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Arts Education Reporter
Exposure to the arts can open doors to a creative life, but not everyone has the same opportunities to be creative -- even though California state law requires access to arts education. I explore what’s being done to address the disparity and who does and doesn't get to learn about and make art.
Stories by Carla Javier
The students didn't write essays to show what they learned. Instead, they created art that expressed how they felt. Now, they're sharing it with the public.
Olga Sinclair taught a painting class for 200 students — in the middle of a downtown Los Angeles street.
At one El Monte alternative school, teacher Learsi Martinez creates a learning environment where students who have lost loved ones can share their experiences.
Administrators hope learning and practicing the arts will help the TK-1 students with oral language and social-emotional development.
Educators, administrators, artists and more are working to test new approaches to making arts instruction accessible to all students in L.A. County.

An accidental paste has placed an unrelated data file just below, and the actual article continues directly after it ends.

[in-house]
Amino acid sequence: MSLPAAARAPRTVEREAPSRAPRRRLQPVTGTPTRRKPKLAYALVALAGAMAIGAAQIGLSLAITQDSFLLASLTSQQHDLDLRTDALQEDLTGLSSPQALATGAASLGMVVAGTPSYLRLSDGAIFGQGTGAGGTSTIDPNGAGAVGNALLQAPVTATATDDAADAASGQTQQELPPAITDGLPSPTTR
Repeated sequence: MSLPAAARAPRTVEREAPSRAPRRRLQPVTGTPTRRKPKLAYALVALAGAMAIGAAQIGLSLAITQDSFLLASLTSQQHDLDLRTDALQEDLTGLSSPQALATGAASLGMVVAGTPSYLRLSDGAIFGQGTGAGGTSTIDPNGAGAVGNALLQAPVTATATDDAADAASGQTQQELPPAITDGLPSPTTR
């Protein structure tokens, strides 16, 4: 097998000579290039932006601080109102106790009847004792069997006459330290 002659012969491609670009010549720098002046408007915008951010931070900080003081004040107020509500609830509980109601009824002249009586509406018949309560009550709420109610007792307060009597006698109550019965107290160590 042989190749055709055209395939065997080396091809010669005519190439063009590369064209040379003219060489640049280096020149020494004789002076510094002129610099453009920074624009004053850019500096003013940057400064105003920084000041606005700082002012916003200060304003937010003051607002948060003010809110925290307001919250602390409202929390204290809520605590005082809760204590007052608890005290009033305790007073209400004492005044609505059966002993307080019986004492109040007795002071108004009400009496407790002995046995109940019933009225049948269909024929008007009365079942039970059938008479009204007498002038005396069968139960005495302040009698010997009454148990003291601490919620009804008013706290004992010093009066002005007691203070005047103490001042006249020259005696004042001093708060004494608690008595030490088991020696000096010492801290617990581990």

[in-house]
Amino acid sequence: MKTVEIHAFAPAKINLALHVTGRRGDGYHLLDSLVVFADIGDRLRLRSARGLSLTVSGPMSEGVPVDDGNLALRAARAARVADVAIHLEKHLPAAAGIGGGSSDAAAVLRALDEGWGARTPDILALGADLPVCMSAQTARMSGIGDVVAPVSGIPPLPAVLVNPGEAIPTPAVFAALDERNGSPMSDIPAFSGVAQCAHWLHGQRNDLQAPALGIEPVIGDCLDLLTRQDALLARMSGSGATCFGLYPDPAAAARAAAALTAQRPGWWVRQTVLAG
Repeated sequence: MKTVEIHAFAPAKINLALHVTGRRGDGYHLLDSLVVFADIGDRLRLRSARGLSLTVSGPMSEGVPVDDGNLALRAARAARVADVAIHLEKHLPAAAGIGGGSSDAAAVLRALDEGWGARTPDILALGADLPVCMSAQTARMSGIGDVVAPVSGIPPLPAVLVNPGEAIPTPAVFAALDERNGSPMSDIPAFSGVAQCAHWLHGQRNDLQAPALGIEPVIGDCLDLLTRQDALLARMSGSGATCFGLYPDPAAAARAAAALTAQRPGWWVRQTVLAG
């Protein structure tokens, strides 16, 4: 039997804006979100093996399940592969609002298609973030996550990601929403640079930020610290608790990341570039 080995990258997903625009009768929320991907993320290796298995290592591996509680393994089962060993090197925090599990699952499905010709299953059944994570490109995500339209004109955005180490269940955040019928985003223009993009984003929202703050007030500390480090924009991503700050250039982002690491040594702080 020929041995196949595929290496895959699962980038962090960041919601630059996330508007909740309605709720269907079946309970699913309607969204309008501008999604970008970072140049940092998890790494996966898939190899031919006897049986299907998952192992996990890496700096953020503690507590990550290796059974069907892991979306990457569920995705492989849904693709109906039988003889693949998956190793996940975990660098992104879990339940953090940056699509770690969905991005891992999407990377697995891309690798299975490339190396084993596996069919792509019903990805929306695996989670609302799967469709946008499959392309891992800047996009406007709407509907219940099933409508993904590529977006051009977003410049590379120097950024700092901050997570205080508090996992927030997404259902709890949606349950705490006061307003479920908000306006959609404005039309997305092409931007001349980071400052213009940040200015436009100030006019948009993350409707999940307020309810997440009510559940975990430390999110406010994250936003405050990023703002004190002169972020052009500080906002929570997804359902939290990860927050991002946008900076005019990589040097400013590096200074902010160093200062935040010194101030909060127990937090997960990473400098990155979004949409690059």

The public school district is offering dance workshops through a unique partnership with a local charter school, California School of the Arts-San Gabriel Valley.
It takes more than just a star to put on a show: there’s a lot of behind-the-scenes work, too. One program teaches students the skills to get technical work in the entertainment industry.
Local school districts – including LAUSD and Saugus Union in Santa Clarita – are reviewing policies for non-district individuals who work with students after a music specialist allegedly contaminated PVC flutes that were given to school children.
Los Angeles Police Department officers responded to reports of a shooting at the University of Southern California quickly declared that no such incident had occurred.
Over 120 artists and advocates from around the country gathered in Pasadena for the Create Justice forum. Their goal was to develop a national plan for juvenile justice reform.
Pacific Standard Time: LA/LA is taking over museums and galleries across Southern California, but visiting those venues isn't the only opportunity for students to interact with its content.
A new framework for teaching history and social science is encouraging California teachers to ditch the long-time tradition of building miniature missions in fourth grade.
The Spotlight Academy, which is in its sixth year, is geared towards giving both students and their parents practical lessons in pursuing schooling and careers in the arts.
“Building missions from sugar cubes or popsicle sticks does not help students understand the period and is offensive to many,” a new framework reads.
Filmmaker Kamala Lopez spent seven years working on the film, which examines the various consequences of the U.S. Constitution's omission of explicit rights for women.